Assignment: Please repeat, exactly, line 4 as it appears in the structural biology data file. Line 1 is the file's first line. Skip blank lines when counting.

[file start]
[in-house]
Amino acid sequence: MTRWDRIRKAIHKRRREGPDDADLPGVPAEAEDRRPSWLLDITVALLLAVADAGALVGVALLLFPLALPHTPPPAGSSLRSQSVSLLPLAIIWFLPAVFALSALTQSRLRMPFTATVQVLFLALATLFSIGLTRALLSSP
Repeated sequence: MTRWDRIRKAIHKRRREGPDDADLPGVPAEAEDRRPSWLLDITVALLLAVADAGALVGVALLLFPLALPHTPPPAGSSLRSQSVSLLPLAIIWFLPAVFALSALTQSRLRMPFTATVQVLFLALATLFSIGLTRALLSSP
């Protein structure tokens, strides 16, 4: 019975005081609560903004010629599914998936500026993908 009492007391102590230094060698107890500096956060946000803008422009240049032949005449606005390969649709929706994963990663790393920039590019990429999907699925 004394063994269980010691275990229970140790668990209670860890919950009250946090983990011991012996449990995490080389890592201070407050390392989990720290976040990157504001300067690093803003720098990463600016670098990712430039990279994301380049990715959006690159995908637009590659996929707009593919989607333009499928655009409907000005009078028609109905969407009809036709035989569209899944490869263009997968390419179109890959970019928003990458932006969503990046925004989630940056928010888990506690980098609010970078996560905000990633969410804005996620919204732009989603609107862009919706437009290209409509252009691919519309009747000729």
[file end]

């Protein structure tokens, strides 16, 4: 019975005081609560903004010629599914998936500026993908 009492007391102590230094060698107890500096956060946000803008422009240049032949005449606005390969649709929706994963990663790393920039590019990429999907699925 004394063994269980010691275990229970140790668990209670860890919950009250946090983990011991012996449990995490080389890592201070407050390392989990720290976040990157504001300067690093803003720098990463600016670098990712430039990279994301380049990715959006690159995908637009590659996929707009593919989607333009499928655009409907000005009078028609109905969407009809036709035989569209899944490869263009997968390419179109890959970019928003990458932006969503990046925004989630940056928010888990506690980098609010970078996560905000990633969410804005996620919204732009989603609107862009919706437009290209409509252009691919519309009747000729």